Categories: Social Software

The New York Times has an article titled How Google Decides to Pull the Plug which talks about the rationale behind the rash of abandoned and cancelled projects that have come out of the Big G in recent months. The article contains the following interesting excerpts

GOOGLE recently set the blogosphere abuzz by announcing that it was pulling the plug on several products.

The victims included Lively, a virtual world that was Google’s answer to Second Life; Dodgeball, a cellphone service aimed at young bar-hoppers who wanted to let their friends know where they were hanging out; Catalog Search, which scanned paper product catalogs so they could be searched online; and Notebook, a simple tool that allowed people to take notes on Web sites they had visited.

Google also said it would stop actively developing Jaiku, a microblogging service similar to Twitter, and instead turn it over to its users as an open-source project they could tinker with as they wished.

All of the shuttered projects failed several of Google’s key tests for continued incubation: They were not especially popular with customers; they had difficulty attracting Google employees to develop them; they didn’t solve a big enough problem; or they failed to achieve internal performance targets known as “objectives and key results.”

You’d think that Google, a highly profitable engineer’s playground, would keep supporting quirky side projects as long as someone wanted to work on them. The company, which is best known to consumers for its search engine, is famous in business for promoting innovation by letting engineers devote 20 percent of their time to projects outside their main responsibilities.

But in this difficult economy, even Google is paying more attention to costs.

Lively, Google’s entry into three-dimensional virtual worlds, was publicly unveiled last July. Four months later, when the company decided to close it, only 10,000 people had logged into the service over the previous seven days. That was well below the targets set by Google’s quarterly project review process, and far behind Second Life from Linden Lab, which had about half a million users in a similar period.

“We didn’t see that passionate hockey-stick growth in the user base,” said Bradley Horowitz, Google’s vice president for product management. Management decided that the half-dozen people working on Lively could be more productive elsewhere.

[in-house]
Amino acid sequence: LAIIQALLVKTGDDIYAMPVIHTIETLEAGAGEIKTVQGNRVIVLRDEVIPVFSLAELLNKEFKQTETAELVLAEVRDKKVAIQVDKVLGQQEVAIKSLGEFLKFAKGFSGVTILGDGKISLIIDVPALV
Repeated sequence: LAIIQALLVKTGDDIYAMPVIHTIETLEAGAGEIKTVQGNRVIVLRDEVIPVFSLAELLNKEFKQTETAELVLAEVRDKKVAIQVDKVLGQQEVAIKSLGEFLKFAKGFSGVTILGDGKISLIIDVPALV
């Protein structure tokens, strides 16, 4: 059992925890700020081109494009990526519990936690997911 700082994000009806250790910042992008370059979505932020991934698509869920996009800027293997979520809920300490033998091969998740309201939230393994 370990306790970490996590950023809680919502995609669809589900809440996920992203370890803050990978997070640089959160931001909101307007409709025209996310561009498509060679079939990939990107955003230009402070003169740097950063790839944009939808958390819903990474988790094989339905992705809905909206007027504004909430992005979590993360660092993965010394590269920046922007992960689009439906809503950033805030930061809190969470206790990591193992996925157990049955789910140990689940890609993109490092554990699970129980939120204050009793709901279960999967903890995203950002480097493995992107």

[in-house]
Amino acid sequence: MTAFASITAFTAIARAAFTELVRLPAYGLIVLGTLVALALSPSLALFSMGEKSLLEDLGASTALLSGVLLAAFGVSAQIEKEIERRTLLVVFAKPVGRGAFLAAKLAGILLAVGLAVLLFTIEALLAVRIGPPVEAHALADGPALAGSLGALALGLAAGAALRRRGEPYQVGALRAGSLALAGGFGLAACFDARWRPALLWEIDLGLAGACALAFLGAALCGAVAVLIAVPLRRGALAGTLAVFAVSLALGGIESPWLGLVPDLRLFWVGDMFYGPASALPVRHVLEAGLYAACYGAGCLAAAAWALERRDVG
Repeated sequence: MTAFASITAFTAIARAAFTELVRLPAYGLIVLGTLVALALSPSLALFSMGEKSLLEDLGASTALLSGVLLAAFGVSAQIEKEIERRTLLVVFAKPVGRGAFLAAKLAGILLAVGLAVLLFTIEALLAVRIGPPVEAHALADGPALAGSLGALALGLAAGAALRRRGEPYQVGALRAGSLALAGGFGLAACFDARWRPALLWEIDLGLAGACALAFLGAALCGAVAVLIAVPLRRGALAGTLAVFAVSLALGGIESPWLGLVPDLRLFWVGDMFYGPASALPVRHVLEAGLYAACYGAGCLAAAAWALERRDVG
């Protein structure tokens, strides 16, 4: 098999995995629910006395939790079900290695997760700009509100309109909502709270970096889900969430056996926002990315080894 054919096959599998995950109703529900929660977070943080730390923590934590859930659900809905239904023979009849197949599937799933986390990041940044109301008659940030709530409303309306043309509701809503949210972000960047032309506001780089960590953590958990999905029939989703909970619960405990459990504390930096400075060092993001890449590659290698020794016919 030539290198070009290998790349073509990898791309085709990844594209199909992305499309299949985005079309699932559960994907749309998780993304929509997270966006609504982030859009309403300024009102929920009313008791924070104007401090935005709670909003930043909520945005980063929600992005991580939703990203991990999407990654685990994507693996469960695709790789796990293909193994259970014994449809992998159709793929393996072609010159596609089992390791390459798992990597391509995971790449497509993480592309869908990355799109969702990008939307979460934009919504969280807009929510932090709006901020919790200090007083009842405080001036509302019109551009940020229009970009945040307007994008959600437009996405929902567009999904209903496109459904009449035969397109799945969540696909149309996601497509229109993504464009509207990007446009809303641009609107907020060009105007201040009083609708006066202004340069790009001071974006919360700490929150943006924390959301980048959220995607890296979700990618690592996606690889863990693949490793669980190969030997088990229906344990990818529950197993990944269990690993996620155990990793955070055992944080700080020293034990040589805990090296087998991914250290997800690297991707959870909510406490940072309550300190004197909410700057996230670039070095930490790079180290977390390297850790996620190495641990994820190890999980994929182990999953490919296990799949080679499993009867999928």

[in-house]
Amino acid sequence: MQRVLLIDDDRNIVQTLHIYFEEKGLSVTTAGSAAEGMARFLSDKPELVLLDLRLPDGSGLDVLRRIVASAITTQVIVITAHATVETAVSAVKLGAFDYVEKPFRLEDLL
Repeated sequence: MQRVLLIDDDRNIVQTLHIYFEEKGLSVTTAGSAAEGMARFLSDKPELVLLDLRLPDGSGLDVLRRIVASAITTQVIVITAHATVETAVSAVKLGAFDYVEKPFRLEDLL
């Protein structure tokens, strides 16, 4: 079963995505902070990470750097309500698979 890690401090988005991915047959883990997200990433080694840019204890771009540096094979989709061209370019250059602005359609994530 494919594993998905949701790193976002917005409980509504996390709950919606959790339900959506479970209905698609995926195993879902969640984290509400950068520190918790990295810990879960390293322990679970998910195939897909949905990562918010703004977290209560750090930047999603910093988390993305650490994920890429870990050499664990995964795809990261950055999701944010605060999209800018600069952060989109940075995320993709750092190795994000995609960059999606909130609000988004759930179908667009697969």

It will be interesting to see what the long term effects of these changes in perspective will be on Google's culture around launching new products out of 20% time projects and the veneration of side projects at the Googleplex. One expected change is that employees will be more conservative around what 20% projects they choose to work on so that they don't end up wasting their time on the next Google Page Creator or Google Web Accelerator which is received with initial hype but quickly discontinued because it doesn't see "hockey stick growth in user base".

You can already see this happening somewhat by looking at how many side projects are being shipped as part of Gmail labs. Checking out the list of Gmail labs offerings I see over 30 big and small features that have been added to Gmail as side projects from various individuals and teams at Google. It seems on the surface that a lot of Google employees are betting on tying their side projects to a huge, successful product like Gmail which isn't in danger of being cancelled instead of working on new projects or helping out smaller projects like Dodgeball and Jaiku which eventually got cancelled due to lack of interest.

This expectation that a new Google product will need massive adoption to justify its investment or be cancelled within four months, as was the case with Google Lively, will be a significant dampener new product launches. Reading Paul Buchheit's post on the early days of Gmail I wonder how much time he'd have invested in the project if he was told that Google would cancel the project if it's user base growth wasn't competitive with market leaders like Yahoo! Mail and Hotmail's within four months.

I suspect that the part of Google's DNA which spurs innovation from within is being killed. Then again when you look at Google's long list of acquisitions you realize that a lot of their most successful projects outside of search including Google Maps, Blogger and YouTube were the results of acquisitions. So maybe this culture of internal innovation was already on the way out and the current economic downturn has merely sealed its fate.

Note Now Playing: Metallica - Fade To Black Note


 

The MIX '09 conference site has announced the panel I'll be moderating at this year's conference in the post titled Opening the “Walled Garden” of Social Networks which is excerpted below

As social networking sites become more and more numerous, and consumers are looking to simplify their online lives,  providers are scrambling to define the path forward for social network aggregation.  Join us at MIX for a special guest panel on “Standards for Aggregation Activity Feeds and Social Aggregation Services”.